Cellular immunologist Cherié L. Butts, PhD, medical director for research and development at Biogen Inc., delivered the keynote address at closing ceremonies on Aug. 5. Dr. Butts shared her passion for biomedical research and helping others of all backgrounds achieve success in careers in science. Each program graduate was presented with a certificate of completion, with several honored for their research posters.

Summer Undergraduate Research Program Class of 2022

Summer Undergraduate Research Program Class of 2022

Sarah D. Arrieta, University of Maryland Baltimore County ’23
Natalie M. Baez Torres, Universidad Ana G. Méndez Cupey ’24
Grace Carter, Northeastern University ’23
Haruna B. Choijilsuren, Johns Hopkins University ’23
John A. Florian-Alsina, University of Puerto Rico Rio Piedras ’23
Ariana I. Ginard Pacheco, University of Puerto Rico ’23
Jake A. Glicksman, Boston College ’24
Jo Gualpa, University of California Berkeley ’23
Taonga Horace, UMass Dartmouth ’23
Ryan Kennedy, College of the Holy Cross ’24
Serli Khanbabaei, California State University Long Beach ’23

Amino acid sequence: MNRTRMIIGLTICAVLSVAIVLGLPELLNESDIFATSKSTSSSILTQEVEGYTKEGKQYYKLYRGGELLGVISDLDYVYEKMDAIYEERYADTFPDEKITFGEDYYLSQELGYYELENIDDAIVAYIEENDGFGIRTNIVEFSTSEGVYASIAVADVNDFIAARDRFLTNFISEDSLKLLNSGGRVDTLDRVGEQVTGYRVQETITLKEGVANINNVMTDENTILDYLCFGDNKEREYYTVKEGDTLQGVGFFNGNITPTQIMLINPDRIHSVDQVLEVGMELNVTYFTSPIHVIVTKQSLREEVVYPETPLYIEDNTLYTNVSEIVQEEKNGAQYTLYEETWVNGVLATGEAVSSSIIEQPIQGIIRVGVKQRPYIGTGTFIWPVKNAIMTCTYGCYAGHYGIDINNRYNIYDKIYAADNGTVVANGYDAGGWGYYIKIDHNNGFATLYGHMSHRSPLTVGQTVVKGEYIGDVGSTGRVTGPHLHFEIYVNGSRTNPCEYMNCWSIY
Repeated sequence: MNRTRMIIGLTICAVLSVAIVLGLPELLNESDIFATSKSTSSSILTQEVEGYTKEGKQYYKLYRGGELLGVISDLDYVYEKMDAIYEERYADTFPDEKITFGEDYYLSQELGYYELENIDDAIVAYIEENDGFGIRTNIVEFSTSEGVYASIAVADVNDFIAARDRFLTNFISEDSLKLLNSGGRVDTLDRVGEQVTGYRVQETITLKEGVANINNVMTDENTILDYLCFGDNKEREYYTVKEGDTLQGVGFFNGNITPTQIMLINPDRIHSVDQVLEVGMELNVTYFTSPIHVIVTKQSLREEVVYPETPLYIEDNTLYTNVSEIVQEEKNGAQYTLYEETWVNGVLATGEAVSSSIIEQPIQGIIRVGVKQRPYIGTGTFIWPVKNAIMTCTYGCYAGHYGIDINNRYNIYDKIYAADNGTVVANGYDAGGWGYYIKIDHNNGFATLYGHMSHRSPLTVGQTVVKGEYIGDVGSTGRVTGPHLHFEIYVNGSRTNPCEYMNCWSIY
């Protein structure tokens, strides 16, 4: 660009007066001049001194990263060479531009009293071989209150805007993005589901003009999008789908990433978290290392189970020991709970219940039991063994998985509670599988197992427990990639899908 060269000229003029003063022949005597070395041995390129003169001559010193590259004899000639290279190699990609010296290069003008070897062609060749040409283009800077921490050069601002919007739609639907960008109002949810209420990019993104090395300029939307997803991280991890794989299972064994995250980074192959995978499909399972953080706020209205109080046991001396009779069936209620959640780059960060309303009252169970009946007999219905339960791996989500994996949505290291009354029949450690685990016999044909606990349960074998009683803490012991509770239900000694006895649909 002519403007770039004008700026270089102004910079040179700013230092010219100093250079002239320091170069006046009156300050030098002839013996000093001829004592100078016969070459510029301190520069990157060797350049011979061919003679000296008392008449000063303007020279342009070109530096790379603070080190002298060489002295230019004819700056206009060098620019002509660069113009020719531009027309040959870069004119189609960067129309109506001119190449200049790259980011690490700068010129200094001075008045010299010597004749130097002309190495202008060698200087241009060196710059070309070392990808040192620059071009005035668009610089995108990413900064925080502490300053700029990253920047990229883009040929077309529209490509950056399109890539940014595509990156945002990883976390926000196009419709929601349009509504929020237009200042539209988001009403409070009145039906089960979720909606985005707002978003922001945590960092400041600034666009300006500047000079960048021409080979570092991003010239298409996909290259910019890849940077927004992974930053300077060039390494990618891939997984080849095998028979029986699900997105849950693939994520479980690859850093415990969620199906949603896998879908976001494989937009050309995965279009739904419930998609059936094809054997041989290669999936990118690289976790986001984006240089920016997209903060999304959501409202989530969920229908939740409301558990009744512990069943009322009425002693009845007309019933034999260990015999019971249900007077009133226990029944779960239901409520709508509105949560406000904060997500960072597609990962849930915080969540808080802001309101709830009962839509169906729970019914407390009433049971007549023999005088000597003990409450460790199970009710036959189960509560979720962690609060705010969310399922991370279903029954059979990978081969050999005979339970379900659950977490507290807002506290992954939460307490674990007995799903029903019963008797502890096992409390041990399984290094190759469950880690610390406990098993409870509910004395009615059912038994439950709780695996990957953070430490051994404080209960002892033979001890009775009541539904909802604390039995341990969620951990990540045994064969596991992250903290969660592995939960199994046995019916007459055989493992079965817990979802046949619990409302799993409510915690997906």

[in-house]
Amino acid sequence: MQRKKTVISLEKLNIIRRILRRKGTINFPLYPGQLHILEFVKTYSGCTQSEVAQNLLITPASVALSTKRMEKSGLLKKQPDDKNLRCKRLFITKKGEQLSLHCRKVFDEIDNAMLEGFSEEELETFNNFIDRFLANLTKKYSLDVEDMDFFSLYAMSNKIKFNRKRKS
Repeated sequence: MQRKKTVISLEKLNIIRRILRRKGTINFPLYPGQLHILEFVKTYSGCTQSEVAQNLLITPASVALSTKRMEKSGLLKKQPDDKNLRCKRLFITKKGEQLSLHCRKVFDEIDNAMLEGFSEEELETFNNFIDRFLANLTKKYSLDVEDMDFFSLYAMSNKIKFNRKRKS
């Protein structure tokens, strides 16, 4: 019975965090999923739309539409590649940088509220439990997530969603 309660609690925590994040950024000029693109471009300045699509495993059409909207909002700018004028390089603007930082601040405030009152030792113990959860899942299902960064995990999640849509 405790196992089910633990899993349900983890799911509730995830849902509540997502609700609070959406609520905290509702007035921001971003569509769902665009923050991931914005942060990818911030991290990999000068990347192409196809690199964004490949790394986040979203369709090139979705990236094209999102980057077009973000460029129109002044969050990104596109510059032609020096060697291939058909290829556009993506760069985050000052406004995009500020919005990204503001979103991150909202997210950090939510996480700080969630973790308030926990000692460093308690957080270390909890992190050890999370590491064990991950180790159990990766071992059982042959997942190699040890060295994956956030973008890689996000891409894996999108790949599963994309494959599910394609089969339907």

Joshua Kim, University of North Carolina Chapel Hill ’23
Jessica Kwong, Boston University ’24
Hannah E. Leyva, University of Rochester ’23
Yanari A. Llanos-Torres, University of Puerto Rico Mayaguez ’24
Adrian Marquez Hernandez, University of Puerto Rico Cayey ’24
Sebastian A. Nieves-Lozano, University of Puerto Rico ’23
Katherine I. Oduguwa, Howard University ’23
Stephanie M. Ortiz-Espaillat, University of Puerto Rico Rio Piedras ’24
Harsh R. Patel, Massachusetts College of Pharmacy and Health Science ’24
Yamilett Y. Pineda, UMass Lowell ’23
Sydney Porto, Harvey Mudd College ’24
Sophia M. Puertas, Wellesley College ’23
Kasidy Quiles, University of Connecticut ’23
Krystal A. Quirindongo Ortiz, University of Puerto Rico Mayaguez ’24
Wilma V. Richiez Mateo, University of Puerto Rico ’23
Andres Rodriguez Cardinas, Trinity College ’24
Jack N. Schob, Lehigh University ’24
Ava Silverman, Smith College ’24
Kenneth A. Walker, Pennsylvania State University ’24
Olivia S. Wilson, Scripps College ’24
Shuah Yu, Brown University ’24
Gaia Yun, Dartmouth College ’25